United Nations Advocacy
Ensaaf alerts the United Nations to critical human rights issues and the situation of impunity in Punjab, as well as to specific cases of disappearances and unlawful killings.
The video above gives a brief introduction to human rights defender Jaswant Singh Khalra's discovery of mass secret cremations of bodies of victims of disappearances and unlawful killings. The latest report by the Working Group on Enforced or Involuntary Disappearances discusses this issue further.
Universal Periodic Review (UPR)
In November 2007, Ensaaf submitted information for consideration by the UN Human Rights Council in its UPR of India in April 2008. Under the UPR mechanism, the Human Rights Council is required to assess the fulfillment of human rights obligations and commitments by all UN member states. Ensaaf submitted its recent joint report with Human Rights Watch, as well as a letter (pdf) summarizing gross human rights violations perpetrated in Punjab and the government's failure to provide effective remedies for these violations.
In November 2011, Ensaaf partnered with international human rights organization REDRESS, to make a joint submission to the UN Human Rights Council for its 2012 UPR of India. The joint submission focused on mass cremations, enforced disappearances and extrajudicial killings carried out in Punjab, India during the 1980s and 1990s. It also discussed the failure of the Government of India to hold the individuals responsible for these violations to account and to provide victims with effective remedies and full reparation.
Working Group on Enforced or Involuntary Disappearances (WGEID)
On November 21, 2007, Ensaaf met with the WGEID in Geneva, Switzerland, to present general allegations against India for its role in perpetrating enforced disappearances. This visit followed a submission (pdf) of general allegations as well as 32 individual cases that Ensaaf jointly made with two other prominent human rights groups – REDRESS and the Center for Human Rights and Global Justice at New York University School of Law (CHRGJ). The WGEID's 2009 report incorporated many of the allegations presented by Ensaaf.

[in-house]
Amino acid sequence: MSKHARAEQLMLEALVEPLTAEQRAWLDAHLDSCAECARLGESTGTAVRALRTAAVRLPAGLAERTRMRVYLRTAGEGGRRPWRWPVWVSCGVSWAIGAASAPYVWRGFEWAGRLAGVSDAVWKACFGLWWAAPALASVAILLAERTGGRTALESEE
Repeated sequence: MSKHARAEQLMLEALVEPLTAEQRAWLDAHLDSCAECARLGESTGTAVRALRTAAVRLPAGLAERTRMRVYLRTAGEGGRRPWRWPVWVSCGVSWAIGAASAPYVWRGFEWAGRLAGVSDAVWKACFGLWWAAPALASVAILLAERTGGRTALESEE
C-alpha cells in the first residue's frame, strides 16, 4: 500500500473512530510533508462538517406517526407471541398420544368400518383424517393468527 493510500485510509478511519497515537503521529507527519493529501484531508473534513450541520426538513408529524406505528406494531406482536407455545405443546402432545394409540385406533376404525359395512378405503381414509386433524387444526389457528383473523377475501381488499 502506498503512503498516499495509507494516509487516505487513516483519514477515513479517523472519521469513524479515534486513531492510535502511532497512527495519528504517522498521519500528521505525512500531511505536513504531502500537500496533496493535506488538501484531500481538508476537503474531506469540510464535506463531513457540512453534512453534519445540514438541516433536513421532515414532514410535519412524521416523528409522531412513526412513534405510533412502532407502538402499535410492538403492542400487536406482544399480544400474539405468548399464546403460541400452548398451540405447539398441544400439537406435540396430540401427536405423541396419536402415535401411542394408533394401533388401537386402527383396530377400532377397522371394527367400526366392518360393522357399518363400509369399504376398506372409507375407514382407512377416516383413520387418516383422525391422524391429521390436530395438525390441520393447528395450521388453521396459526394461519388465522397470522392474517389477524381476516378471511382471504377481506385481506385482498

On May 12, 2006, the 12th anniversary of the disappearance of Punjab human rights attorney Sukhwinder Singh Bhatti, Ensaaf submitted communications to the UN Special Representative on Human Rights Defenders and the Working Group on Enforced or Involuntary Disappearances, providing a detailed summary of Bhatti’s case, identifying key perpetrators, and describing the operation of an unofficial interrogation center. Both mechanisms acted on Ensaaf’s submissions, sending separate communications to the Indian government urging a thorough investigation into the disappearance.
In November 2005, Ensaaf submitted an application for relief from extradition on behalf of Kulvir Singh Barapind to the US Secretary of State, under the United Nations Convention Against Torture and Other Cruel, Inhuman and Degrading Treatment or Punishment (CAT). In addition to securing support from international human rights groups and a US Congressman, Ensaaf also submitted a communication to the UN Special Rapporteur on the Question of Torture regarding Barapind's case, securing the Rapporteur's intervention. Barapind was not tortured and was acquitted of all charges in April 2008.
UN Commission on Human Rights
In April 2004, Ensaaf attended the UN Commission on Human Rights, focusing its advocacy on issues of forced disappearances, extrajudicial executions, and the Punjab mass cremations case proceeding before the National Human Rights Commission.